Trip Reports

Delphi (25-Jul-2002-21-00):
9:00 PM local time, Thursday, July 25 (1800 July 25 UTC) 38 22 N 022 23 E. Temp. 85, Humidity 51%, Cloud Cover 20%. On the quay at Galaxidhi, Greece. We now transport the reader to the high and precipitous slopes of Mt. Parnassos, a few miles inland from Galaxidhi on the north shores of the Gulf of Corinth, where he will find among the tour guides and their charges the ancient temple of Apollo at Delphi. Herein resided the famous oracle that for more than eight hundred years was the most prominent source of augury in the world, Jeane Dixon eat your heart out. The greatest leaders of all nations of earth sent their emissaries or came in person, bearing, of course, handsome gifts, when an important decision was to be made. Like soothsayers of all times and all techniques, the oracle had a knack for phrasing the answers to its supplicants' questions in a manner that could not be gainsaid, no matter what actual outcome the fortunes may eventually determine. This aptitude for ambiguity together with some savvy political knowledge, and the wishful thinking and money of those seeking its wisdom, assured its long-term success. It was to this oracle that Chaerephon, an old friend of Socrates, came to ask, on his own initiative, if there were anyone wiser than Socrates. When it was reported to Socrates that the oracle said that no man was wiser, he did not do as the Captain would have done, and stood pat with that answer, which after all was a jolly good outcome. His response was quite perverse, no matter how you view it. He decided that, since he knew he personally had no wisdom, he would try to find someone who did, and, presenting this evidence to refute the god, thereby receive more clarity on the issue. Yet famously, he failed to find anyone who was wise. It's akin to Martin Luther's saying that, if you want to become convinced of the truths of Christianity, go forth and sin and sin and sin. At least I think it's akin, and I think that was Martin Luther, or else perhaps Jimmy Swaggart. It was a weird excuse for Socrates' asking his silly questions, but if you Christians would like to try on Martin Luther's saying for a time to prove him right, you may have the Captain's blessing.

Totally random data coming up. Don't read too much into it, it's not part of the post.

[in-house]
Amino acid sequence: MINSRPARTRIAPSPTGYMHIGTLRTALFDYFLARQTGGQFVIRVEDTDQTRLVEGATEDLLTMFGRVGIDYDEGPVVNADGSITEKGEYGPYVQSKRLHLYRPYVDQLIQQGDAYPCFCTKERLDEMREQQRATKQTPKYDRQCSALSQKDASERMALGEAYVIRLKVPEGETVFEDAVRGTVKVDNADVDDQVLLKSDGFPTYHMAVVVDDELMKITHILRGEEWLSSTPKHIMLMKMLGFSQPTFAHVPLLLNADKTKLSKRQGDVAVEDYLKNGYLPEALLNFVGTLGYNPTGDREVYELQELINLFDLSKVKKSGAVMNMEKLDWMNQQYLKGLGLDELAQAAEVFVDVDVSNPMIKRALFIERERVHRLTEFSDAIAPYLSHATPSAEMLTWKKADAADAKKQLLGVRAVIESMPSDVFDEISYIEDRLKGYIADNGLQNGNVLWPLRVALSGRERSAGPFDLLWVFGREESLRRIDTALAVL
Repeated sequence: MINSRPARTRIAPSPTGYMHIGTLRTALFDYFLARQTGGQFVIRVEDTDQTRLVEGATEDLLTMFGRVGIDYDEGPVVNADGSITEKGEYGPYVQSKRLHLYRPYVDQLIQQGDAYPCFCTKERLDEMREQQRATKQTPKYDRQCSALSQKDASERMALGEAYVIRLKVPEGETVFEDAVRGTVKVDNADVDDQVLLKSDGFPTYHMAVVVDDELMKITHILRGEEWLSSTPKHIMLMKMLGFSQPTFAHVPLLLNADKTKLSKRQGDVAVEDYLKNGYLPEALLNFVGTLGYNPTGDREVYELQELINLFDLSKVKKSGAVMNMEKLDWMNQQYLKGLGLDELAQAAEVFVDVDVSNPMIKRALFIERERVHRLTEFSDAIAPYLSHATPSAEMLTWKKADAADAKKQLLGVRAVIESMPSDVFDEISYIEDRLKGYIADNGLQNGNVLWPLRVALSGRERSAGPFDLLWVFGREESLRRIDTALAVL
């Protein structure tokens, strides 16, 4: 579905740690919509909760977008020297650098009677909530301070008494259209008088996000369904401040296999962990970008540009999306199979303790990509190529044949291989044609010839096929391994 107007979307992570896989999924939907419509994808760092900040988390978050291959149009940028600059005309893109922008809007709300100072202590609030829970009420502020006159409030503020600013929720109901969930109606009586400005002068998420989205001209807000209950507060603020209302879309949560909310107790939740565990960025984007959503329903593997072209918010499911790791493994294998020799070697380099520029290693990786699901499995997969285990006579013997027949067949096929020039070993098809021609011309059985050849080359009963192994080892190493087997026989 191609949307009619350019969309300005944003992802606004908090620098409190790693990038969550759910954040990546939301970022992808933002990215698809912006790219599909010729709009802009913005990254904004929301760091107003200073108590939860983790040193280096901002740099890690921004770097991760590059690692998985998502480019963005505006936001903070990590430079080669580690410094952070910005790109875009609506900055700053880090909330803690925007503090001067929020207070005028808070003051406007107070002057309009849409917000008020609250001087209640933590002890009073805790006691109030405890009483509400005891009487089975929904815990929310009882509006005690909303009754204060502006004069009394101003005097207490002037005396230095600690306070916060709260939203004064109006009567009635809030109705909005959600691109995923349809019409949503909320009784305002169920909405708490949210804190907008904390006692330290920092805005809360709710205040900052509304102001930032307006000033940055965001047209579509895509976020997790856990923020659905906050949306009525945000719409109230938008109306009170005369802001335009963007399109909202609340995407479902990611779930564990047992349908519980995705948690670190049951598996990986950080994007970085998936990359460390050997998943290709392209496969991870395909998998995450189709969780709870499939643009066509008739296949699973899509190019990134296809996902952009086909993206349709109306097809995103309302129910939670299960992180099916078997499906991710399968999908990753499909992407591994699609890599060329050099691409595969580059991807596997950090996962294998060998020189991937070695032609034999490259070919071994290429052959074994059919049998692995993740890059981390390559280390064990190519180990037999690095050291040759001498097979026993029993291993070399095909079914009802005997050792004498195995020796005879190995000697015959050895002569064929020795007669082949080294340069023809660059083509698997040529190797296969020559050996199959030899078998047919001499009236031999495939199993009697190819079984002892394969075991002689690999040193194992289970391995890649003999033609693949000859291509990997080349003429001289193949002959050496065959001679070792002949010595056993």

Now the Greeks were what we might call catholic with a small c in regard to their religious beliefs. Unlike Judaism, Islam, Christianity, Hinduism, and Buddhism, there was no ism in Greece and no sacred text in Greek religion; Homer and Hesiod were honored but not considered canonical. And there was no body of professional theologians to decide what was very pious to do, like giving them money, and what would get you burned at the stake. Galileo almost had it both ways. Ho, ho, ho, those inquisitors were such funny bunnies. In Greece all gods were available for worship, and of course, an offering. The Greeks even went so far as to have temples for unknown gods, so in case there were some odd ones they didn't know about, they were covered. Your thoughts, St. Paul? Alexander carried on this practice He would visit the holiest of shrines in the countries he pillaged and plundered (please help me make that distinction), and worship and make sacrifices according to local practice. He did this because he was a shrewd politician but he also felt that, city-sacking being a kind of shaky business and all, it wouldn't hurt to seek accidental death insurance from any and all brokers.